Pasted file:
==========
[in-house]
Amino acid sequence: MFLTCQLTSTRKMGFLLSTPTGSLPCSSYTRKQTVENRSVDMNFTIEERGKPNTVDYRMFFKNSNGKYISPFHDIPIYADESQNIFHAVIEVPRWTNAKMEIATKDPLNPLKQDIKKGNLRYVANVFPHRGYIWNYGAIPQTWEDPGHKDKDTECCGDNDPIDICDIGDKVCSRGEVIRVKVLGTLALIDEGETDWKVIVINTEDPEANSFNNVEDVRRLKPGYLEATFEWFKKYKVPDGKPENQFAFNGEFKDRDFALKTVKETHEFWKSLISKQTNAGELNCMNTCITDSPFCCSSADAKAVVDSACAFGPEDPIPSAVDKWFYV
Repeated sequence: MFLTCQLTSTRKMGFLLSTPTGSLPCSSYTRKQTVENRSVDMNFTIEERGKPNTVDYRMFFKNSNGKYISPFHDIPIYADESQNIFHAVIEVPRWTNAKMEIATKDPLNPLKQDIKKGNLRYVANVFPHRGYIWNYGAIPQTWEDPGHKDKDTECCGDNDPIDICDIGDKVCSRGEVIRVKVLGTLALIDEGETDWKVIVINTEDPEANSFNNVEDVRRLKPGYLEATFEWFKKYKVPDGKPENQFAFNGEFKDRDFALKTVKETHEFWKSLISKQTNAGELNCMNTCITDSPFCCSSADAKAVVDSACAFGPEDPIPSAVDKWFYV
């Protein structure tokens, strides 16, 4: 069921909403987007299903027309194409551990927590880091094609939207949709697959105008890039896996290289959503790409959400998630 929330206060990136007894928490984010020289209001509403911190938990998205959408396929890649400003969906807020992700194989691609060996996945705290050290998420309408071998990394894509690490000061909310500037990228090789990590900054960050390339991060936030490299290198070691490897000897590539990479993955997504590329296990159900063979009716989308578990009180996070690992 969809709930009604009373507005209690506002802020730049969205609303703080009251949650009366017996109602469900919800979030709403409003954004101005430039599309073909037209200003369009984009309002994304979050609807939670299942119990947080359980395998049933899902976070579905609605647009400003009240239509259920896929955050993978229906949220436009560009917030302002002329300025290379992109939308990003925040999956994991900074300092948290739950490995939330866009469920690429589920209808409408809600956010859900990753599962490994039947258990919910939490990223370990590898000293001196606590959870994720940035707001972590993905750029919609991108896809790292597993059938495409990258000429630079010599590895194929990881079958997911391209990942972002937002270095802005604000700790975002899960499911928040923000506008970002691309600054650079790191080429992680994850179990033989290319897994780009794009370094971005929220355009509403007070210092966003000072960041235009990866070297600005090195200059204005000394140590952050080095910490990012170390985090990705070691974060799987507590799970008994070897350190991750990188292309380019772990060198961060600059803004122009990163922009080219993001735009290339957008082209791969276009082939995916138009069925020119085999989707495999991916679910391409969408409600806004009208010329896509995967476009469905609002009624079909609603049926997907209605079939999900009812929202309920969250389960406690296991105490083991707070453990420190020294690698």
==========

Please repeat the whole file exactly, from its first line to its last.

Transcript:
[in-house]
Amino acid sequence: MFLTCQLTSTRKMGFLLSTPTGSLPCSSYTRKQTVENRSVDMNFTIEERGKPNTVDYRMFFKNSNGKYISPFHDIPIYADESQNIFHAVIEVPRWTNAKMEIATKDPLNPLKQDIKKGNLRYVANVFPHRGYIWNYGAIPQTWEDPGHKDKDTECCGDNDPIDICDIGDKVCSRGEVIRVKVLGTLALIDEGETDWKVIVINTEDPEANSFNNVEDVRRLKPGYLEATFEWFKKYKVPDGKPENQFAFNGEFKDRDFALKTVKETHEFWKSLISKQTNAGELNCMNTCITDSPFCCSSADAKAVVDSACAFGPEDPIPSAVDKWFYV
Repeated sequence: MFLTCQLTSTRKMGFLLSTPTGSLPCSSYTRKQTVENRSVDMNFTIEERGKPNTVDYRMFFKNSNGKYISPFHDIPIYADESQNIFHAVIEVPRWTNAKMEIATKDPLNPLKQDIKKGNLRYVANVFPHRGYIWNYGAIPQTWEDPGHKDKDTECCGDNDPIDICDIGDKVCSRGEVIRVKVLGTLALIDEGETDWKVIVINTEDPEANSFNNVEDVRRLKPGYLEATFEWFKKYKVPDGKPENQFAFNGEFKDRDFALKTVKETHEFWKSLISKQTNAGELNCMNTCITDSPFCCSSADAKAVVDSACAFGPEDPIPSAVDKWFYV
């Protein structure tokens, strides 16, 4: 069921909403987007299903027309194409551990927590880091094609939207949709697959105008890039896996290289959503790409959400998630 929330206060990136007894928490984010020289209001509403911190938990998205959408396929890649400003969906807020992700194989691609060996996945705290050290998420309408071998990394894509690490000061909310500037990228090789990590900054960050390339991060936030490299290198070691490897000897590539990479993955997504590329296990159900063979009716989308578990009180996070690992 969809709930009604009373507005209690506002802020730049969205609303703080009251949650009366017996109602469900919800979030709403409003954004101005430039599309073909037209200003369009984009309002994304979050609807939670299942119990947080359980395998049933899902976070579905609605647009400003009240239509259920896929955050993978229906949220436009560009917030302002002329300025290379992109939308990003925040999956994991900074300092948290739950490995939330866009469920690429589920209808409408809600956010859900990753599962490994039947258990919910939490990223370990590898000293001196606590959870994720940035707001972590993905750029919609991108896809790292597993059938495409990258000429630079010599590895194929990881079958997911391209990942972002937002270095802005604000700790975002899960499911928040923000506008970002691309600054650079790191080429992680994850179990033989290319897994780009794009370094971005929220355009509403007070210092966003000072960041235009990866070297600005090195200059204005000394140590952050080095910490990012170390985090990705070691974060799987507590799970008994070897350190991750990188292309380019772990060198961060600059803004122009990163922009080219993001735009290339957008082209791969276009082939995916138009069925020119085999989707495999991916679910391409969408409600806004009208010329896509995967476009469905609002009624079909609603049926997907209605079939999900009812929202309920969250389960406690296991105490083991707070453990420190020294690698």